Sources of Inaction in Household Finance: Evidence from the Danish Mortgage Market

American Economic Review, Forthcoming

67 Pages Posted: 9 Jul 2014 Last revised: 1 Apr 2020

See all articles by Steffen Andersen

Steffen Andersen

Copenhagen Business School - Department of Finance; CEPR

John Y. Campbell

Harvard University - Department of Economics; National Bureau of Economic Research (NBER)

Kasper Meisner Nielsen

Copenhagen Business School - Department of Finance

Tarun Ramadorai

Imperial College London; Centre for Economic Policy Research (CEPR); European Corporate Governance Institute (ECGI)

Multiple version iconThere are 3 versions of this paper

Date Written: March 6, 2020

Abstract

We build an empirical model to attribute delays in mortgage refinancing to psychological refinancing costs that inhibit refinancing until incentives are strong enough; and to behavior---potentially attributable to information-gathering costs---that lowers the probability that a household refinances in a given period at any incentive. We estimate the model on high-quality administrative panel data from Denmark, where mortgage refinancing without cash-out is unconstrained. Middle-aged and wealthy households act as if they have high psychological refinancing costs; but older, poorer, and less educated households refinance with lower probability irrespective of incentives, and thereby achieve lower savings. We use the model to understand frictions in the mortgage channel of monetary policy transmission.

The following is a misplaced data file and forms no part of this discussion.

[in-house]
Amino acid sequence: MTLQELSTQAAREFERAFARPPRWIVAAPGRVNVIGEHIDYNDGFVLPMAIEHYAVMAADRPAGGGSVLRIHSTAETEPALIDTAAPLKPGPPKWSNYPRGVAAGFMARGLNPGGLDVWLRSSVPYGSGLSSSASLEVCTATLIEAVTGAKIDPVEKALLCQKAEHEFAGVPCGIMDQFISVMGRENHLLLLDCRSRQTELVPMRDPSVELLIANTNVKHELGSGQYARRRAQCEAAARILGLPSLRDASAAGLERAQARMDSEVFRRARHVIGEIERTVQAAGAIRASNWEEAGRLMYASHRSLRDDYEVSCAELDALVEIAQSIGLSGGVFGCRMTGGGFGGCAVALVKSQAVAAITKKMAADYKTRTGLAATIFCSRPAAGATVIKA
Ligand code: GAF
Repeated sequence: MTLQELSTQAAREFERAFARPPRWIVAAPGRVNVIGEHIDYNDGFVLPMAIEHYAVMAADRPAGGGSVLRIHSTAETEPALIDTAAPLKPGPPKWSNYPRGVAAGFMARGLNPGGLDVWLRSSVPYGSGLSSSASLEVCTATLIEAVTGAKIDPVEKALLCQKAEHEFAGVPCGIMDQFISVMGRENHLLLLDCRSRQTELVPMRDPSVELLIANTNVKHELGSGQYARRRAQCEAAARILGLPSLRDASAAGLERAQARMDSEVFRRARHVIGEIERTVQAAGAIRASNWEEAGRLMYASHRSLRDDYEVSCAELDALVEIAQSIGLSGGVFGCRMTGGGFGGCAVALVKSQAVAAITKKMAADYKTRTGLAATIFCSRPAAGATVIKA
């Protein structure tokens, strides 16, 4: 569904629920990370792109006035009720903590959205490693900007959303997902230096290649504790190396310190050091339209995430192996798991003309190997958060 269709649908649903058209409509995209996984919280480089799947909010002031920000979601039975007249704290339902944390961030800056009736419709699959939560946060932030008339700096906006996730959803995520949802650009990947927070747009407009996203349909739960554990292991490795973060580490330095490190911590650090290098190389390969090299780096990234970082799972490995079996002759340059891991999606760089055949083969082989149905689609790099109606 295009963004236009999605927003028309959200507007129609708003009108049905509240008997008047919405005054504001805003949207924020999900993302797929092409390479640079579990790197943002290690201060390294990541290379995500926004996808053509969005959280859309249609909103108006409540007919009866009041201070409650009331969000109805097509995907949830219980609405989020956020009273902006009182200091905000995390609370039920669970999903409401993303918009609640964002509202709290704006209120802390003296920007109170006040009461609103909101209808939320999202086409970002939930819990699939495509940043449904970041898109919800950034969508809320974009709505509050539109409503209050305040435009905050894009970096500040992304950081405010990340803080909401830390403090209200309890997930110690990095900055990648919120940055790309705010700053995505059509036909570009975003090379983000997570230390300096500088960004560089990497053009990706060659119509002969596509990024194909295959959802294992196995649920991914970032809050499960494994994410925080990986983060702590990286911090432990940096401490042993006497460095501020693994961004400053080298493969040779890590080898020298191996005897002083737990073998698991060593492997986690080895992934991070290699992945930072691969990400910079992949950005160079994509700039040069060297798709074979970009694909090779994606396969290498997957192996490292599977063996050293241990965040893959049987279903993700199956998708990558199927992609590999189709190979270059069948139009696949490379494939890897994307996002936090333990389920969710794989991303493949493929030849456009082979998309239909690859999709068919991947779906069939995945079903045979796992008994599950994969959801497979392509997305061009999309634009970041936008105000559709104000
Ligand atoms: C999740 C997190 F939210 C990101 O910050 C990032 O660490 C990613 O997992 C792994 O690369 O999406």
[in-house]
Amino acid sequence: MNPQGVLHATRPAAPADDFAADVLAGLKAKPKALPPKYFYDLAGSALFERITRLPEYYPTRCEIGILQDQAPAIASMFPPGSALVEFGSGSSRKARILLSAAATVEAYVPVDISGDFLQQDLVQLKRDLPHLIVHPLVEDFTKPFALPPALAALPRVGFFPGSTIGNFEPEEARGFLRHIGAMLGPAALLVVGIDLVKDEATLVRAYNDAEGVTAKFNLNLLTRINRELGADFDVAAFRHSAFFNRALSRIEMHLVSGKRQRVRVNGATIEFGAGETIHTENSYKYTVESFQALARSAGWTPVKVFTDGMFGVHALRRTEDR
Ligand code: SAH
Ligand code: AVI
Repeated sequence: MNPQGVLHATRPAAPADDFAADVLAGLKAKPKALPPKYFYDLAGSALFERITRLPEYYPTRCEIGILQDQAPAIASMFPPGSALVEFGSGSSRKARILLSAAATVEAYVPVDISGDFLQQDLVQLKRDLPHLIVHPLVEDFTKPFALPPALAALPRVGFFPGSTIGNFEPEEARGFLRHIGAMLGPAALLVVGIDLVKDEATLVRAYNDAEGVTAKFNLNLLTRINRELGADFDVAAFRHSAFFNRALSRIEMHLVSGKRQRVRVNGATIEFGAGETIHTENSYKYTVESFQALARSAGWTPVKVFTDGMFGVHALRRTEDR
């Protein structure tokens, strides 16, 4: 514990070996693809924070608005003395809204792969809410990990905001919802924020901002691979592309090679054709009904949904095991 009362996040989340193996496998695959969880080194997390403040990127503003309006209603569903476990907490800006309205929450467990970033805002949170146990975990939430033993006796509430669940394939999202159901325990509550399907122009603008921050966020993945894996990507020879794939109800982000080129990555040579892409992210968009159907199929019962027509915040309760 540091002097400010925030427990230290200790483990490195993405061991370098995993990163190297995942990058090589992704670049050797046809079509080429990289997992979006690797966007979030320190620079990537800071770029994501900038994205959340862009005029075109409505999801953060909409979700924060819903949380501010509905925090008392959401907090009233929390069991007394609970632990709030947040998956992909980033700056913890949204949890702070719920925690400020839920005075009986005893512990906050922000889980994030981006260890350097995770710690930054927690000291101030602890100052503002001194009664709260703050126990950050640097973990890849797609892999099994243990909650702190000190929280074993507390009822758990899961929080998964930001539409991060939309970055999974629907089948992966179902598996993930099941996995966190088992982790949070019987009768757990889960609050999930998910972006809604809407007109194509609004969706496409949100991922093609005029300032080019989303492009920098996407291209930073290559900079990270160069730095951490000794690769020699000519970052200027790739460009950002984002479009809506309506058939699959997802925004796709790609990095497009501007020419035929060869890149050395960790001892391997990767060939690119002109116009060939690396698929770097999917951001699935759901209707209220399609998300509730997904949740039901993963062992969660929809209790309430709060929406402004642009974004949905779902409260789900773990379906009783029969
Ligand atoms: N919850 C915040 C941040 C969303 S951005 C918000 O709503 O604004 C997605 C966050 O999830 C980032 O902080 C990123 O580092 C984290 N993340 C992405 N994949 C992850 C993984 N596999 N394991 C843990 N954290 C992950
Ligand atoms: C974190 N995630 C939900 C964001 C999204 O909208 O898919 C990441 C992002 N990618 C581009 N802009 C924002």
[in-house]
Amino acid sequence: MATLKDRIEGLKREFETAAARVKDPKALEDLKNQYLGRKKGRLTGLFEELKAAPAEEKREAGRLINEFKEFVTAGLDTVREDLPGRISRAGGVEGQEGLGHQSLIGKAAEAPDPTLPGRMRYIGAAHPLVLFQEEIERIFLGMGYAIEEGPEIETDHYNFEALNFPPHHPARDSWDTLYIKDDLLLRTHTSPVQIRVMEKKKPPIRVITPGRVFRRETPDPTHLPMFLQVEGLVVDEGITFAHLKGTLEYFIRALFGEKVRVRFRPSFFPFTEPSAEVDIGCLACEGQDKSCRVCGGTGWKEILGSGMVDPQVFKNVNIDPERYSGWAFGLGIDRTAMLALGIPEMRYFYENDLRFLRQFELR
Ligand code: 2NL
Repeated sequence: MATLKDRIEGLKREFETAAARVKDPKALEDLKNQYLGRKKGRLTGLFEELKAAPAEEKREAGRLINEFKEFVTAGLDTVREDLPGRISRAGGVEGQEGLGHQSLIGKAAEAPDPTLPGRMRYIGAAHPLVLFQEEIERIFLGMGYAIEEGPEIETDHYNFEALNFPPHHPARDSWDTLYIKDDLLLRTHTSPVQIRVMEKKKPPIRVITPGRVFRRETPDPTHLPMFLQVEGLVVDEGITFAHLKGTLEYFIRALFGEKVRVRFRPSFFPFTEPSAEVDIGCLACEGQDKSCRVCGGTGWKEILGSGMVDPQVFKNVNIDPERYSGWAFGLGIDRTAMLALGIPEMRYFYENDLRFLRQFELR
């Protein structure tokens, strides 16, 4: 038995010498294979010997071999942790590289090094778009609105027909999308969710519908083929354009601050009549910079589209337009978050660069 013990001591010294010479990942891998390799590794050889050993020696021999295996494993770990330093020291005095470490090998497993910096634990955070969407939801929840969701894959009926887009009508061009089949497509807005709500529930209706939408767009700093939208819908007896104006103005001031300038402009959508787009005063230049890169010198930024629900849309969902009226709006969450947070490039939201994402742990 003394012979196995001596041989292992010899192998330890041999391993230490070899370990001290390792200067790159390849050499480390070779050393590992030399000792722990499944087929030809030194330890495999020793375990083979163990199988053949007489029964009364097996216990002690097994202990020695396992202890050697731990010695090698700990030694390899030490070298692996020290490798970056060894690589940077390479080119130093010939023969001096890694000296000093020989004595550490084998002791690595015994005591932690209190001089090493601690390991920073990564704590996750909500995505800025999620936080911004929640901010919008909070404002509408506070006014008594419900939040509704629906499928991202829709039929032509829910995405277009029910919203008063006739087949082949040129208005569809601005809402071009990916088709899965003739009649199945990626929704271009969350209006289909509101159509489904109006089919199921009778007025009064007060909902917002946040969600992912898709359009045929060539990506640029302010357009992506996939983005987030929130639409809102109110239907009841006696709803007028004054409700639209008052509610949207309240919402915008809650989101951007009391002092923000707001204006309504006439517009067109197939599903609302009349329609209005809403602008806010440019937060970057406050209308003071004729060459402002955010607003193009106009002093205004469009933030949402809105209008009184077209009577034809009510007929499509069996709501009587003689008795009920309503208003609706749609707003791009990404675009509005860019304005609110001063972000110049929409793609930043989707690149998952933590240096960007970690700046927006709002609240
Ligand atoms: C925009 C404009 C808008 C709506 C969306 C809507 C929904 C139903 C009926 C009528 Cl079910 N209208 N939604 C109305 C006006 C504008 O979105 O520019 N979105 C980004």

Keywords: mortgages, refinancing, time-dependent inaction, state-dependent inaction, household finance, monetary policy, Denmark

JEL Classification: G21, N20, R21, R31

Suggested Citation

Andersen, Steffen and Campbell, John Y. and Nielsen, Kasper Meisner and Ramadorai, Tarun, Sources of Inaction in Household Finance: Evidence from the Danish Mortgage Market (March 6, 2020). American Economic Review, Forthcoming, Available at SSRN: https://ssrn.com/abstract=2463575 or http://dx.doi.org/10.2139/ssrn.2463575

Steffen Andersen

Copenhagen Business School - Department of Finance ( email )

Solbjerg Plads 3
Frederiksberg C, DK - 2000
Denmark

CEPR ( email )

London
United Kingdom

John Y. Campbell

Harvard University - Department of Economics ( email )

Littauer Center
Room 213
Cambridge, MA 02138
United States
617-496-6448 (Phone)
617-495-7730 (Fax)

HOME PAGE: http://scholar.harvard.edu/campbell

National Bureau of Economic Research (NBER)

1050 Massachusetts Avenue
Cambridge, MA 02138
United States

Kasper Meisner Nielsen

Copenhagen Business School - Department of Finance ( email )

A4.17 Solbjerg Plads 3
Copenhagen, Frederiksberg 2000
Denmark

Tarun Ramadorai (Contact Author)

Imperial College London ( email )

South Kensington Campus
Exhibition Road
London, Greater London SW7 2AZ
United Kingdom

HOME PAGE: http://www.tarunramadorai.com

Centre for Economic Policy Research (CEPR) ( email )

London
United Kingdom

European Corporate Governance Institute (ECGI) ( email )

c/o the Royal Academies of Belgium
Rue Ducale 1 Hertogsstraat
1000 Brussels
Belgium

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